Redeemer's Sactuary

    REDEEMER'S STAINED GLASS REVEALED

   

Redeemer's stained glass windows have been an inspirational and awe inspiring sight for Redeemer members, Christians, neighbors and art enthusiasts since the original installation in 1949 and continuing with later installations into the 1990s.  The church building remains a familiar landmark in southeast Houston and provides a traditional setting for the religious glass artworks.  The designs in the windows are produced by painting the symbols on opaque glass and then firing the glass to set the designs.

     A review of liturgical colors is necessary before explaining the windows' symbolism.  Four colors, along with white and black, are widely used, but numerous variations appear:

White:   The color of perfection, perfect glory, beauty, holiness, and joy is used for great festival days of the year.

Red:   The color of fire, blood, fervor.  It is used for days that mark the great events of the life of the church, and for commemoration of apostles and martyrs who have made the great confession and sacrifice.

Green:   The color of abiding life, peace, nourishment, rest.  It is continually used in longer teachings and for all seasons.

Violet:   The color of royal mourning is used for periods of preparation and patience.

Gold:      The color of eternity.

Black:     The color of the depths of woe, sorrow, utter darkness.  It finds but two

days of use during the church year, Good Friday and when the church calls for humiliation prayer.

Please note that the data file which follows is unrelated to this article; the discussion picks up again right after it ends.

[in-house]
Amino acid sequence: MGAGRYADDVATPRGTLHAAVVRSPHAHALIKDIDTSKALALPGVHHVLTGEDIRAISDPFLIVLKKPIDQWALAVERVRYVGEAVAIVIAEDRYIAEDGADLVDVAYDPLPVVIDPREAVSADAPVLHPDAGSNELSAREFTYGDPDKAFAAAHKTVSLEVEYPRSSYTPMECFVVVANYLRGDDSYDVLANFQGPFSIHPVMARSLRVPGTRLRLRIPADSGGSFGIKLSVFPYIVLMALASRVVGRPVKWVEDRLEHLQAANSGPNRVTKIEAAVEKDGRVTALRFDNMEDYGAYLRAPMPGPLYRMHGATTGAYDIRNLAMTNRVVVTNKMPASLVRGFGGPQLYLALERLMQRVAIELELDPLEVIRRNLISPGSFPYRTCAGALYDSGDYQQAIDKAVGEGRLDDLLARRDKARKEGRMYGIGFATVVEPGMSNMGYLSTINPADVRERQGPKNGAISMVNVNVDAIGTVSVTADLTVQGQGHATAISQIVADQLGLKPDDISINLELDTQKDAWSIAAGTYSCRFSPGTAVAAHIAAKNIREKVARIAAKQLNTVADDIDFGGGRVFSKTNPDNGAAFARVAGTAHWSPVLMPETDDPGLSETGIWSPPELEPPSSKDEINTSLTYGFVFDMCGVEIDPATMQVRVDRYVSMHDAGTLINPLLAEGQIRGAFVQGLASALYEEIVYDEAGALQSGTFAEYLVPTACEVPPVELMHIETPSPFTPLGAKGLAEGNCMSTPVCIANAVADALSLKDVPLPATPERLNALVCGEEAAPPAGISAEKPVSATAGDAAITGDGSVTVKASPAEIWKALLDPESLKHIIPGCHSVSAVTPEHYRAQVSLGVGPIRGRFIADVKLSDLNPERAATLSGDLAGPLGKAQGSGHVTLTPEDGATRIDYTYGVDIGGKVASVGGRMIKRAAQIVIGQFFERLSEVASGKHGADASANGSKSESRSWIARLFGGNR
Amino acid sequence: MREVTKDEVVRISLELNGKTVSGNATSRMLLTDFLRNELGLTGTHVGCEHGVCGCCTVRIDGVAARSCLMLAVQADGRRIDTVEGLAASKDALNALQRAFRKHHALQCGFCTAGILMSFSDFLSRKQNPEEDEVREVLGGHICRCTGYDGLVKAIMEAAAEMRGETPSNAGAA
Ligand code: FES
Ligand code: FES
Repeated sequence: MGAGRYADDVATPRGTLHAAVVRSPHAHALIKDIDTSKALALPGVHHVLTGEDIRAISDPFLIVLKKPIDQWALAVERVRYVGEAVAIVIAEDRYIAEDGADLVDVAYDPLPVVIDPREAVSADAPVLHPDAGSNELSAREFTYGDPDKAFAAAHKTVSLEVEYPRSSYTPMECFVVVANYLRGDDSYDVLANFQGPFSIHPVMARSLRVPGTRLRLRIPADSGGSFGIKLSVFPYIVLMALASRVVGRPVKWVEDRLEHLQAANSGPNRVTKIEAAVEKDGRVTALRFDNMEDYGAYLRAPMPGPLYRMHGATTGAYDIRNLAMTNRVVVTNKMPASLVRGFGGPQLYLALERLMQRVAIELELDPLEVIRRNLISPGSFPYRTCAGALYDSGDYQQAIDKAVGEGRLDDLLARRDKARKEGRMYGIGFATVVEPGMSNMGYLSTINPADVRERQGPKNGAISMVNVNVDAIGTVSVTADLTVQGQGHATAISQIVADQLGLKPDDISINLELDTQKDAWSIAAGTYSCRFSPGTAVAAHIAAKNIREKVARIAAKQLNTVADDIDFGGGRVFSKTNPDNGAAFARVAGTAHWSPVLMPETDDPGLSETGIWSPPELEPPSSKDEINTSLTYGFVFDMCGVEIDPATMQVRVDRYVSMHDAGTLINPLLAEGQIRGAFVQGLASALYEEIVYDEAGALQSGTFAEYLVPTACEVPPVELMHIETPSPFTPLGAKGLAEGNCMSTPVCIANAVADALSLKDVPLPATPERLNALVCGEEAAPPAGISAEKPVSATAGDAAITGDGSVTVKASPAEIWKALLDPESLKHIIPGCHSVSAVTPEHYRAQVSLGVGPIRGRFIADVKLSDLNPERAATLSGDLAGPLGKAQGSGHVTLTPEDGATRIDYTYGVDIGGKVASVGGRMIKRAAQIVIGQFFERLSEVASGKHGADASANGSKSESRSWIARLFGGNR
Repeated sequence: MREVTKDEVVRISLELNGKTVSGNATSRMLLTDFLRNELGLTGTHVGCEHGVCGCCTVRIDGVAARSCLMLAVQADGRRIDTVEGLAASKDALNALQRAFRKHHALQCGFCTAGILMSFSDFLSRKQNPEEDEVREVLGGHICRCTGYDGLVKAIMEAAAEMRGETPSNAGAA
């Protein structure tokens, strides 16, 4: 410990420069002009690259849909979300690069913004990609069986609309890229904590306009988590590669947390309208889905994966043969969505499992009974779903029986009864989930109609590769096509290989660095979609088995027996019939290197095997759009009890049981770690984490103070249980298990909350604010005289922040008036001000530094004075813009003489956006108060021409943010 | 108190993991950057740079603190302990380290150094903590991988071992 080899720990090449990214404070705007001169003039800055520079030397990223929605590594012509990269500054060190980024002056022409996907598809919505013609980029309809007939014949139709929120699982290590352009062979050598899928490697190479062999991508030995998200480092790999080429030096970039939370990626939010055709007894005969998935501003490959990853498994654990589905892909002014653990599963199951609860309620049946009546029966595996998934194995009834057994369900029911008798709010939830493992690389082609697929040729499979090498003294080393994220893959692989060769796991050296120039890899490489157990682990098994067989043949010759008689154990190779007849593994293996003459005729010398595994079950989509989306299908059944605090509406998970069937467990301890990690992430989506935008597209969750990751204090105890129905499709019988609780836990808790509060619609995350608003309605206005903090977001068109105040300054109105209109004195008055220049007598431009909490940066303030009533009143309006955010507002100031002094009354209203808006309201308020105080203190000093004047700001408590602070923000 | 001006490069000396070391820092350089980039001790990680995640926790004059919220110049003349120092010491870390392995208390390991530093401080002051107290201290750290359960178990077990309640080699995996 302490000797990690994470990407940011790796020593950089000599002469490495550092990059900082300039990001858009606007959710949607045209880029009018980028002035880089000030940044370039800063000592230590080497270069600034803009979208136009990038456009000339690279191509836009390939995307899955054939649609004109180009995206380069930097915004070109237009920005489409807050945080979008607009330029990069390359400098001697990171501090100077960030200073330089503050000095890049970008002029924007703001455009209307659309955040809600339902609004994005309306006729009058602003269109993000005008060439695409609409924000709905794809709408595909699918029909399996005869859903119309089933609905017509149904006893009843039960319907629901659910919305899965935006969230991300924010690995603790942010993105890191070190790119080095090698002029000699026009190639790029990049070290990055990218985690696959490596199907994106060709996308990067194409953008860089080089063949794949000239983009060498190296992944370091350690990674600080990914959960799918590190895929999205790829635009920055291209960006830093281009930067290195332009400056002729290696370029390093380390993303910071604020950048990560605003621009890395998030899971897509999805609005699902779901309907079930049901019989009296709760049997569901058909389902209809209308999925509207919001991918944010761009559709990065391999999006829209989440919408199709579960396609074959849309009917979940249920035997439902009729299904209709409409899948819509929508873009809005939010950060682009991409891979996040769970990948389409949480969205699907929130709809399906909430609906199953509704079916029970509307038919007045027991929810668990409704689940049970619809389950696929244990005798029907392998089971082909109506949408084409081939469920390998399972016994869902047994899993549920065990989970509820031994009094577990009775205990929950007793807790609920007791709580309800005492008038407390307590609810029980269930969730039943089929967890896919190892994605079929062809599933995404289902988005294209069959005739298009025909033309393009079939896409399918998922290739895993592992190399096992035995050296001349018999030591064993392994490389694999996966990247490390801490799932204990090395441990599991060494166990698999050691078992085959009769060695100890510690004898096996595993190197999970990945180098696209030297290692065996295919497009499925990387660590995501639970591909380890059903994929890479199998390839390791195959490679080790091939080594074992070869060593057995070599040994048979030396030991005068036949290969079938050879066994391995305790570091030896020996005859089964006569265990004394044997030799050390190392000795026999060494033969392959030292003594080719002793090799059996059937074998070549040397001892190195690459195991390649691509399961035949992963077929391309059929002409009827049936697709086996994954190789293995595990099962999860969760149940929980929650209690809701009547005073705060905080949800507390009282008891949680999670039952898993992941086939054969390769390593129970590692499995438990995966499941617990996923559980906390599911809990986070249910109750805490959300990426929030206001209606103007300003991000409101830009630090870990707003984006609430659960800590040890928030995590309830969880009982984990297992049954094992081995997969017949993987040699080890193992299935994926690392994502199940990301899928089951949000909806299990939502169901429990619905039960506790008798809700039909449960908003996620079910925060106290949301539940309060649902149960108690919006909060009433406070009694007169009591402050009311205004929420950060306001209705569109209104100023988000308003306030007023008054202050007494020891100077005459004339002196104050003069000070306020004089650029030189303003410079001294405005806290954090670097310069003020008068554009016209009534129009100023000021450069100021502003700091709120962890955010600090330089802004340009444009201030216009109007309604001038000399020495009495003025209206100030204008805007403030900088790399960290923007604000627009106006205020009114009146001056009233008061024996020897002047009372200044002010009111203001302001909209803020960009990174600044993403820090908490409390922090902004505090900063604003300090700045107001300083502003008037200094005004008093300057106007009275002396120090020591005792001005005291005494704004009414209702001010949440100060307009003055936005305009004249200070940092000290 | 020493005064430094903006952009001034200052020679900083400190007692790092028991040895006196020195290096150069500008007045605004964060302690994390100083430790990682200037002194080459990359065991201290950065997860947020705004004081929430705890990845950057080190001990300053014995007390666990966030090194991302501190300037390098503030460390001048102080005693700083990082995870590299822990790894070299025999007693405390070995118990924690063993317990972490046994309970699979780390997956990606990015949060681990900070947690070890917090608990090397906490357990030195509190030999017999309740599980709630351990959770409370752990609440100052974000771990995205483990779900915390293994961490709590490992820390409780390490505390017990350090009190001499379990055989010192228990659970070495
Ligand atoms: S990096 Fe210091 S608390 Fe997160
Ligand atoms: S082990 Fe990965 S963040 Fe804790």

There is a basis in nature for the colors that are prescribed.  All color variations are derived from those in the color spectrum: red, blue, green, and yellow [note the solid color panels throughout the nave].  White is without hue and reflects all light, and is opposite black, which lacks hue and brightness, absorbing all light.

 An observation of the stained glass begins with the window over the altar, proceeds with the window panels on the right side of the nave, and continues on the left side of the nave up the aisle to the chancel.  The windows in the narthex and bell tower complete the tour.  

Our largest stained glass window measures thirteen feet high by seven feet wide.  It is possible that is was designed by church members, while the glass was fabricated by Texas Art Glass Company, and the wooden frame was donated by Alexander-Schroeder Lumber Company.  It is the central sight line of the structure and recalls the expertise of old-world craft.  The gothic window depicts Christ the Redeemer giving benediction to His people.  The central magnetism is the full-length likeness of Christ with open hands, indicating an outpouring of blessing to the sincere worshipper.  The tunic is white, the sash around the waist purple, and the outer robe red.  The wide border around the robe's edge is gold.  The red rose at Christ's feet is the symbol of the messianic promise.

     At the top left of the window are tablets with Roman numerals that represent the ten laws given to Moses by God.  To the right of the tablets is the open Bible, the source of God's blessing to man, and Christ's redemption and love.  Through the Word, we know the enlightening power of the Holy Spirit.  With the tablets and Bible, we have law and gospel-divine law to convict a person of sin, and the Gospel to bring comfort and forgiveness following a conviction of sin. At the middle left of the window is the baptismal font, which represents new life, new birth, and is one of our two sacraments.  The chalice, at the middle far right, represents the Lord's Supper, and is symbolic of our other sacrament.  With the depiction of Christ and the other symbols, we have the definition of the Church: "The Church is where the word of God is rightly preached and the Sacraments rightly administered."  

October 23, 2017

WORSHIP TIMES10:30 Sunday Morning

 

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